From Tobacco Info No. 6 - July 2011
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FDA introduces quasi-moratorium on new tobacco products
New or certain existing products will require equivalency reviews
If the tobacco industry wishes to introduce a new product to the market, they will have to prove that it is ‘substantially equivalent’ to products on the market four years ago.
The US Food and Drug Administration (FDA) announced on January 5, 2011, that certain tobacco products introduced or changed after February 15, 2007, must be reviewed by the agency, outlining a course of action for marketing such products that its parent company must have evaluated.
In a press release, the FDA characterized ‘substantially equivalent’ as the products must be the same in terms of ingredients, design, composition health source and other characteristics as an existing, single predicate product or have different characteristics, but not raise different questions of public health.
“This specific part of the law is meant to ensure that new tobacco products are evaluated by the FDA before they are cleared to enter the marketplace. The law requires the FDA to carefully examine the impact those products may have on public health,” said Lawrence R. Deyton, Director of the agency’s Center for Tobacco Products. “Products that are equivalent to those which were on the market on Feb. 15, 2007, may be cleared to go to market; those that are not may be prohibited from the market or withdrawn if they are already available, if the changes raise different questions of public health.”
What this means is that in order to continue to market such tobacco products, manufacturers of these products that were introduced or changed after February 15, 2007, including cigarettes, roll-your-own tobacco and all smokeless products, must have applied for equivalency by March 22 of this year. Any manufacturer introducing a product to market after that date must apply to the FDA for equivalency for the new product and must acquire a marketing order before the product can hit the shelves.
The FDA will require manufacturers submit a vast amount of information, including side-by-side comparisons of each new product with its predecessor with respect to ingredients and their levels; design features and other materials; description of the heating source and composition (these apply primarily to cigarettes); and harmful and potentially harmful constituents, among numerous other criteria.
“This piece of the Tobacco Control Act protects the health of all Americans,” said US Department of Health and Human Services Secretary Kathleen Sebelius.“It does this by setting a clear deadline for tobacco companies to provide important product information to the FDA so the agency can then begin evaluating tobacco products for any potential new risks to public health.”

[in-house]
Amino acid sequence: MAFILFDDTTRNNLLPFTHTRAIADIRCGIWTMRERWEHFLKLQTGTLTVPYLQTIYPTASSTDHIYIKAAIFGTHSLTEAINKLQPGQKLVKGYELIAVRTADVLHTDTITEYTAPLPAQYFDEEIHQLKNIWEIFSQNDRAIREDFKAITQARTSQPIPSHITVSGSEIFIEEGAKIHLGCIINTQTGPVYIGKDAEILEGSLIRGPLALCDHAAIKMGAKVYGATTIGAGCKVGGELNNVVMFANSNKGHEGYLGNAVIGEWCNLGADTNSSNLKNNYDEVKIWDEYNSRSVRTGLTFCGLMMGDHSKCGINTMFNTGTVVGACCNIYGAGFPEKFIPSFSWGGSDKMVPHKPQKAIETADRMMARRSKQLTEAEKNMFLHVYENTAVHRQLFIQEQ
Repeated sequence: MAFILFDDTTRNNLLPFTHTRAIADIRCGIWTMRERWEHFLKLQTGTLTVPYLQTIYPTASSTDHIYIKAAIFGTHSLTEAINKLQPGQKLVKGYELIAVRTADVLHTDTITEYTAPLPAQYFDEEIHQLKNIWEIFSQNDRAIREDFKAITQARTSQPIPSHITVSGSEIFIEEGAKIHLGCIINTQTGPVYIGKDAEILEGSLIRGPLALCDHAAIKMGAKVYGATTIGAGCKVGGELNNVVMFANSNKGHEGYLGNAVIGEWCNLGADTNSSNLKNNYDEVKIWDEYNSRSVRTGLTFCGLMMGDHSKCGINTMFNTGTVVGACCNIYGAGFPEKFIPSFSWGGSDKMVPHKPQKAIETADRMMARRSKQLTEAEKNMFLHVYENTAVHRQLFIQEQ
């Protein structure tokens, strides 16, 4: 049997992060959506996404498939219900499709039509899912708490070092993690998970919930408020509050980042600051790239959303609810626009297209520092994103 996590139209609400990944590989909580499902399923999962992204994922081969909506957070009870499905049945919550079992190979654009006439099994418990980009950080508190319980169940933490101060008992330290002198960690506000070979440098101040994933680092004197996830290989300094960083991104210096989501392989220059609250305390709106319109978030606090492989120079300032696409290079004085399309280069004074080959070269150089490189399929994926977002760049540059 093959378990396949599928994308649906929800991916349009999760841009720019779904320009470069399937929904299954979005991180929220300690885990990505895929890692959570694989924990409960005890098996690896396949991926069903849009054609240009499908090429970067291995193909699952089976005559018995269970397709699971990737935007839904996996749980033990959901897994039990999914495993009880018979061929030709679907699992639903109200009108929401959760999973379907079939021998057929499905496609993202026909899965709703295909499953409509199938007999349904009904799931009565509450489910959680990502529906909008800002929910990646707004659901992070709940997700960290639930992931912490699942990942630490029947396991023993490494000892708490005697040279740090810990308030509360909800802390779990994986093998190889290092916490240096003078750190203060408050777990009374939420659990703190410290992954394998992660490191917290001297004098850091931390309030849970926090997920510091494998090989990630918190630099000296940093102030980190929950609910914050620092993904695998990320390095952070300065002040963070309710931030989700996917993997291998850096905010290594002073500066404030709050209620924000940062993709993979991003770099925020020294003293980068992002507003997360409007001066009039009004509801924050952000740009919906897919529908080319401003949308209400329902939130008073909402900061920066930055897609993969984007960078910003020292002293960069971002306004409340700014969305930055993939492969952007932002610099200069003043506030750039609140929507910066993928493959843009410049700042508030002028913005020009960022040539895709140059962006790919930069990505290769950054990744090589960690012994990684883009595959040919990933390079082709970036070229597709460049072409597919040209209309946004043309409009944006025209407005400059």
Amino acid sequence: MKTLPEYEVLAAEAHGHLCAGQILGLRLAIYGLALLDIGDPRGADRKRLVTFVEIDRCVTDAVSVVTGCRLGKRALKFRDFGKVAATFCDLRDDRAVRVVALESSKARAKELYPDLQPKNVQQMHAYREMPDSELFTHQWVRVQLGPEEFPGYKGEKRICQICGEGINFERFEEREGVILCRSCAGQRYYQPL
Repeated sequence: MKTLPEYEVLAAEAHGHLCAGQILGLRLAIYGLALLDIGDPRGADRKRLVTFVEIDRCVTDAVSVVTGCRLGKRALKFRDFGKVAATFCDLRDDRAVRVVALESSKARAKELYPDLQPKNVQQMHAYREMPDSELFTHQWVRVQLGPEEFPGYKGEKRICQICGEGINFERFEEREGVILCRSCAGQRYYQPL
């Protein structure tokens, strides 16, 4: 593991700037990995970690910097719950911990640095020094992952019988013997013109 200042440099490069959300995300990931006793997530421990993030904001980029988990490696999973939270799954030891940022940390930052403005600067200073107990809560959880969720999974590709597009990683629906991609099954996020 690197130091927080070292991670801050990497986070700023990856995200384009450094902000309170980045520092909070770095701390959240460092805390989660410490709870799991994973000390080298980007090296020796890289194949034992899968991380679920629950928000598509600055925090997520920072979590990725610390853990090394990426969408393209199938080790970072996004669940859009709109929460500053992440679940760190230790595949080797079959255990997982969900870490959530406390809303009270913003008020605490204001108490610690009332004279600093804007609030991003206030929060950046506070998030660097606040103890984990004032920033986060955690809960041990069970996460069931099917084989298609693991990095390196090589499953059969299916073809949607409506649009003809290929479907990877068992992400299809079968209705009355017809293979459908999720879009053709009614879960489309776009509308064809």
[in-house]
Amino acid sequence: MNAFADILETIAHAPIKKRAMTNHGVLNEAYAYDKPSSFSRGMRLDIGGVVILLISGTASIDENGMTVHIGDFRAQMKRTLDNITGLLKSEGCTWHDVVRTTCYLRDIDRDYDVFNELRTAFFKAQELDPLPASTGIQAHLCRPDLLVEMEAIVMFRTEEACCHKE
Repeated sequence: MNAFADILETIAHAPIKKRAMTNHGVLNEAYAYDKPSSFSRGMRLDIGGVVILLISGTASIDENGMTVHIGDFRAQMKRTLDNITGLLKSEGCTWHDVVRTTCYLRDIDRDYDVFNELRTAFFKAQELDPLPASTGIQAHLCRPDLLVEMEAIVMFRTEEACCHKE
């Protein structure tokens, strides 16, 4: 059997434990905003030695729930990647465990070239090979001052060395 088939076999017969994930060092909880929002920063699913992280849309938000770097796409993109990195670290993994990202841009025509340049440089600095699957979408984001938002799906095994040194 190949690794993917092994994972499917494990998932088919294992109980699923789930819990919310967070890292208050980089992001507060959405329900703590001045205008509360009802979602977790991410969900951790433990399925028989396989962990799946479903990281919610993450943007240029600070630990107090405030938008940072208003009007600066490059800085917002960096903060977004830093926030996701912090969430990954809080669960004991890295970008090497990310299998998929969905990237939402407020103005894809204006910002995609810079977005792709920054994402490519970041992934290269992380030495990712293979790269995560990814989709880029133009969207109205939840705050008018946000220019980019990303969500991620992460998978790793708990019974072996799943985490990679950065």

The Family Smoking Prevention and Tobacco Control Act, which became law on June 22, 2009, granted the FDA regulatory authority over tobacco products. A signature element of the law imposes new warnings and labels on tobacco packaging and their advertisements, with the goal of discouraging minors and young adults from smoking. In this case, the law generally affords the FDA the power to deny applications for new products if marketing the products poses an increased health risk. Also, the FDA may deny applications for substantial equivalence if different health questions were raised with the marketing of modified products.
“No known existing tobacco product is safe and a market order issued by the FDA for these products should never be interpreted as such,” said Deyton. “One of the FDA’s missions required by this new law is to ensure new products do not pose an increased threat to the American public. These products will not be safer, but we are required by this law to not allow even more dangerous products to cause further harm to those Americans who use tobacco products.”
Over the years, the World Medical Association’s moratorium policy has gained significant traction in Canada with groups like Physicians for a Smoke-Free Canada, Ontario Medical Association, Quebec Coalition for Tobacco Control, Quebec division of the Canadian Cancer Society and Quebec Council on Tobacco and Health, urging governments in Canada to implement a ban on all new tobacco products.
By Joe Strizzi